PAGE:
• Queue for trains at the designated markings on the floor. Move to the flank of train doors when you’re getting ready to board, but make sure everyone has gotten off before you get on.
  • Trains are often crowded, so please move toward the ‘middle’. Plenty of people get on and off at each stop, so it’s rare that you’ll feel ‘boxed in.’
  • Many public transport options include priority seating for moms, expecting mom, the elderly, and handicapable individuals. Look out for informational signs or seating painted a different color from others on the train.
  • Follow the host or hostesses’ direction in terms of seating arrangements (oddly, they are culturally important).
  • Water is not automatically given at restaurants and bars, so be sure to ask for it if you'd like it.
  • If you need assistance while dining out, it is customary to speak up and say ‘Sumimasen!
  • Proper tipping and gift giving is extremely nuanced and context-specific, so I’d forego the former and heavily research opportunities for the latter.
  • Don’t place your chopsticks in your food vertically or pass food from one set of chopsticks to another, both things that are reminiscent of Shinto funeral rituals.
  • It’s standard practice to make noise when you eat soup dishes.
  • You don’t need to buy anything to use convenience store restrooms.
  • It's considered rude to eat and drink on the go. If you buy something at a vending machine, perhaps it may be best to finish it while standing nearby.
  • ‘Convenience store’ Japanese is even hard for natives to understand; don’t beat yourself up over responding to the scripted sub-language.
  • It is not uncommon to be solicited for sex by members of that industry anytime after 5:00 PM, so try not to be too alarmed or offended.
  • Payment often takes place at the counter when dining out.
  • Despite the fact that you may or may not appear to be Japanese, it’s perfectly normal to enter a subway train and garner no looks from anyone or go about your day and not be chatted up by natives. ‘Minding your own business’ in Japan is meant to convey respect and modesty, and that may be something to keep in mind if you’re feeling distant from those around you.



Random street near Tsuruhashi, Osaka.


Typical platform of the Tokyo Municipal Subway.


Sleeping sea lion at Osaka Aquarium


Tsukiji Fish Market after hours.
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Timed Out
Timed Out
Sep 6, 2006
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You're over playing the cash change thing, it's not that bad. You need a coin wallet and have the habit of using those coins, they're worth 10 times what the American instinctively thinks when going by handfeel. 500 yen is over $5 and pays for many things, including tube rides, a snack, some meals, and a quick cab ride is a 500, two 100's, and a 10. I have a Comme des Garcons zip wallet with a coin pouch and it has a few coins in it, but never that many.

ATMs for foreign debit cards work best at 7-11 or Post Offices. Post offices close at 5 or 7 usually, except for a few major post offices (there's one in Shibuya up the hill going towards Aoyama that works 24 hours a day, including for postal affairs) and 7-11 ATMs can be finicky at times. Also, the 7-11 ones only dispense in 10,000Y notes for foreign cards so I suspect one should expect to draw a thousand bucks or two at a time to make that and the transaction fee worth it.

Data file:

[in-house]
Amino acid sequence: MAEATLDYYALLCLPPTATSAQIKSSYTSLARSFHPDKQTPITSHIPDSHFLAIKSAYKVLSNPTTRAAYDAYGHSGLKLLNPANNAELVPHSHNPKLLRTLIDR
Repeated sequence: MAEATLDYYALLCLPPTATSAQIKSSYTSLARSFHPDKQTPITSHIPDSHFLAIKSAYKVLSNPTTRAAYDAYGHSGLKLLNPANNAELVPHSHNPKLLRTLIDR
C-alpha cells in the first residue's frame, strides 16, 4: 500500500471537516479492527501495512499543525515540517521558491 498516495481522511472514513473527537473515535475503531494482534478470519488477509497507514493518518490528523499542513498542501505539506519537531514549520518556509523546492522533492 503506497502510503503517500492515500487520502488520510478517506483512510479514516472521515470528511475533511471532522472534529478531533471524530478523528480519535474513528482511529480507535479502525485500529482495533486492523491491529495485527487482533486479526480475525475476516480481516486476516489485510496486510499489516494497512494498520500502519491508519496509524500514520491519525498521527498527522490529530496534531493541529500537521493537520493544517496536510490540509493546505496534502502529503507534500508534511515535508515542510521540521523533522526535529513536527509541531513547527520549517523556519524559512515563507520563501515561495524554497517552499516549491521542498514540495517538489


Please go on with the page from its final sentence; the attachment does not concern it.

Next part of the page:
Japan can get pretty cold in the winter. I am never warm enough by deep winter, I feel. To compound that, most Japanese houses and buildings have poor heating (by western standards) and so you should dress fairly warm. I need long johns and a down or heavy wool coat by deep winter in Tokyo.


Senior Member
Aug 18, 2010
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I've updated the original post for clarity and the inclusion of some new information.


Distinguished Member
Oct 29, 2008
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I've updated the original post for clarity and the inclusion of some new information.

This couldnt have come at a better time. Thinking about making a solo trip somewhere in the world, went to Japan when I was younger but I dont remember much. Awesome information. Did you travel alone or with a group? I kind of want to do the whole solo travelers put in a group thing, could be fun. Let me know your thoughs:D


Distinguished Member
Oct 25, 2006
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This is a great thread, thank you. The wife and I are planning a trip to Japan for this coming spring, and this is a great intro.


Stylish Dinosaur
Feb 22, 2009
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Been to Japan 4 times, but the last time was over 10 years ago, so pretty sure this will come in handy when I visit again.


Rubber Chicken
Dubiously Honored
May 7, 2006
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Ya, Kyubey. We went there on nutcrackers recommendation and it was excellent. The one in Hotel Okura is also excellent.
Birdland another thumbs up.
Also a ton of ramen/ tsukemen and ten-don places. Yum.


Timed Out
Timed Out
Sep 6, 2006
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Bird Land is fun but not exceptional yakitori. It's accessible and the wine list is averagely good. Torizenseo in Azabujuban and Tokyo station is better yakitori, plus a better wine list. There's tons of good ones out there.


Distinguished Member
Feb 16, 2010
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Also I feel you can use credit card at most places now too, didn't really have many times I needed cash for sure


Senior Member
Aug 18, 2010